2023 will bring with it updates and reforms in relation to data protection and cybersecurity in the UK. The proposed changes are expected to place tighter restrictions on digital content; increase protection around the internet of things and connected products; and, to the delight of some, lighten compliance burdens with respect to personal data. A few highlights to watch out for are set out below:
1. The Online Safety Bill
Pitched as providing a “triple shield” of online protection, the Online Safety Bill is the UK’s step towards policing the digital world by imposing a new duty of care requirement on companies that offer services for user-generated content or online communication including large online platform services (such as social networks, search engines, hosting service providers, etc.). In-scope entities will be required to (i) remove illegal content (similar to the EU Digital Services Act that is also currently being considered); (ii) take down material that breaches its own terms of service; and (iii) provide more choice over content that is seen. The regime will be regulated by Ofcom, which will also be responsible for publishing codes of practice and guidance in due course.
Progress: The Online Safety Bill is working its way through the House of Commons, with a third reading expected by the end of 2022 before it then proceeds to the House of Lords. Royal Assent is expected during 2023, after which Ofcom’s powers will come into force two months later, and documentation will be published on the intended approach to online safety regulation, which will provide an early indication of the further requirements of the regime. Ofcom’s intentions for the first 100 days after receiving power include publishing draft codes on illegal content harms, providing various draft guidance and targeting the highest-risk services to start engagement.
2. The Digital Protection and Digital Information Bill
The Digital Protection and Digital Information Bill provides data protection reform, but in many ways, does not stray too far from the familiar EU measures we are accustomed to under the GDPR. Aiming to update, amend and simplify the UK’s data protection framework, instead of replacing the GDPR and UK Data Protection Act 2018, a key takeaway of the Bill is that if you are required to comply with the GDPR then you will remain compliant with the new UK regime, however, where you only need to comply with the UK regime you may benefit from a reduction of compliance burdens. Proposals include the replacement of the data protection officer with a “senior responsible individual” to oversee compliance; the ability to reject “vexatious or excessive” data subject requests more simply; extending the soft opt-in for direct marketing to non-commercial organizations; reducing the requirements around the use of cookie banners; and amending the ICO notification in instances of unmitigable high risk processing to a more voluntary regime. For more information on this, see a previous overview on this topic that we published.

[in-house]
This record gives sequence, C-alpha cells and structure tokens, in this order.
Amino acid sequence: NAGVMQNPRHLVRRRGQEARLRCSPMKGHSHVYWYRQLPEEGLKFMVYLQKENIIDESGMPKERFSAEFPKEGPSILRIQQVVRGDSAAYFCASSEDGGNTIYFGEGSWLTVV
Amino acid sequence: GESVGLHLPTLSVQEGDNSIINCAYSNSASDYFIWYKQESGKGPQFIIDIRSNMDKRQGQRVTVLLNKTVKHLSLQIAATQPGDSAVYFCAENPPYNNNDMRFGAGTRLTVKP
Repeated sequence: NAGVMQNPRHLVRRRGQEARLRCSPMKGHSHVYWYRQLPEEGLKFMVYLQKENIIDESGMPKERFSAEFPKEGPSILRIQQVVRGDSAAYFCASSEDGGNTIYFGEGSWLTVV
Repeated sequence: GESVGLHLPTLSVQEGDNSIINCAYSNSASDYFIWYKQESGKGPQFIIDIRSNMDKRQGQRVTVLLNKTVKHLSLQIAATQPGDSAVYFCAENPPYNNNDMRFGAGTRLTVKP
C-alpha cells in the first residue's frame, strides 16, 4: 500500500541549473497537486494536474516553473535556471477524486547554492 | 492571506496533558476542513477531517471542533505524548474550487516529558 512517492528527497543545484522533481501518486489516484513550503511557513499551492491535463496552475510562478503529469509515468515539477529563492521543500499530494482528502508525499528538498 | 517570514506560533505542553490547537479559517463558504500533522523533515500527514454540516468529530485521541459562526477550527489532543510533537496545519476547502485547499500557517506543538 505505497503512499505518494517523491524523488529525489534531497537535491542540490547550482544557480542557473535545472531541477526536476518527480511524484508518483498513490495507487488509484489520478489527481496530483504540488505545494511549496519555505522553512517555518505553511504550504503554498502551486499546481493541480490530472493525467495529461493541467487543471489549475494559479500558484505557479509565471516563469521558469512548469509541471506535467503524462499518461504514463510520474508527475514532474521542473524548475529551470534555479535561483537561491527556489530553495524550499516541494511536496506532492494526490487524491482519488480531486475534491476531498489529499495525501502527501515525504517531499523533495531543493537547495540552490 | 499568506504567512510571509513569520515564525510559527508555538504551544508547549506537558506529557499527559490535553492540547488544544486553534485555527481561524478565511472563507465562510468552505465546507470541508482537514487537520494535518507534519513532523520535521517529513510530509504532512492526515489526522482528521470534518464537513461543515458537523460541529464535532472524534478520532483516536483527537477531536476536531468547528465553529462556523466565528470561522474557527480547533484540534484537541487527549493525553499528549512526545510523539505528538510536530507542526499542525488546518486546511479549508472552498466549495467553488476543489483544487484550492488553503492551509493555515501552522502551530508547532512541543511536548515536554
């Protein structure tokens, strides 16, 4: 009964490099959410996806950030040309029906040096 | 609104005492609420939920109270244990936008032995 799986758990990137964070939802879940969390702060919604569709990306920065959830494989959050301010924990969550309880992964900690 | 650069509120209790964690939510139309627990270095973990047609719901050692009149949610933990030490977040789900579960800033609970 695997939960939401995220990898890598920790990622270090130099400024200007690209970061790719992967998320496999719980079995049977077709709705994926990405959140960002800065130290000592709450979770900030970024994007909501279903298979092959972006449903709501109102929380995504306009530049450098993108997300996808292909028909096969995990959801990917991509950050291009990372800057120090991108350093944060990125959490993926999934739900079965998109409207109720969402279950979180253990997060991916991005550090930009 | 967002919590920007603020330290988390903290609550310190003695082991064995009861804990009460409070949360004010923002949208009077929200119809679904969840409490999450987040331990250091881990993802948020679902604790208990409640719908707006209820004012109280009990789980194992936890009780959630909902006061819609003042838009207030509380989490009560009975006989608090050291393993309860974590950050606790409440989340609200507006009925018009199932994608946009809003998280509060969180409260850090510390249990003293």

Progress: The Digital Protection and Digital Information Bill was scheduled for a second reading on 5 September 2022, however this was delayed, and there is now talk of a further type of consultation, therefore we expect movement in 2023 but do not expect the legislation to fully progress until later in 2023 (or perhaps even 2024) at the earliest.
3. Product Security and Telecommunications Infrastructure Act 2022
On 15 September 2022, the European Commission published a Proposal for a Cyber Resilience Act (“CRA”) which sets out new obligations and responsibilities for hardware and software products and their remote data processing solutions. Like the CRA, a key focus point in the Product Security and Telecommunications Infrastructure Act 2022 is the creation of a regulatory scheme to enhance security from threats in relation to consumer connectable products. Connectable products divide into “internet-connectable products” (i.e. a product that is capable of connecting to the internet) and “network-connectable products” (i.e. a product that can connect to an internet-connectable product). In short this covers “smart devices” or the “Internet of Things”, such as smartphones, connectable children’s toys, baby monitors, smart home assistants and connected appliances, such as fridges or washing machines. The compliance obligations fall on manufacturers, importers and distributors and will apply to all relevant connectable products offered to UK consumers. Key duties and obligations include the duty to comply with security requirements; requirement for statements of compliance; and a duty to take steps towards compliance and investigate non-compliance. The Secretary of State will be responsible for enforcement under this legislation, however, the Secretary of State also has the authority to delegate this enforcement function, including those of investigatory powers.
Progress: The Product Security and Telecommunications Infrastructure Bill recently became the Product Security and Telecommunications Infrastructure Act 2022 after receiving Royal Assent on 6 December 2022, which made the Bill an Act of Parliament (i.e. law). While certain provisions are in force with immediate effect, such as the key background functions like the power by the Secretary of State to make regulations under this Act and the ability to delegate enforcement functions and the territorial scope of the Act, the remaining provisions will only come into force in accordance with the provisions contained in regulations made by the Secretary of State. Further updates on these regulations are expected during 2023.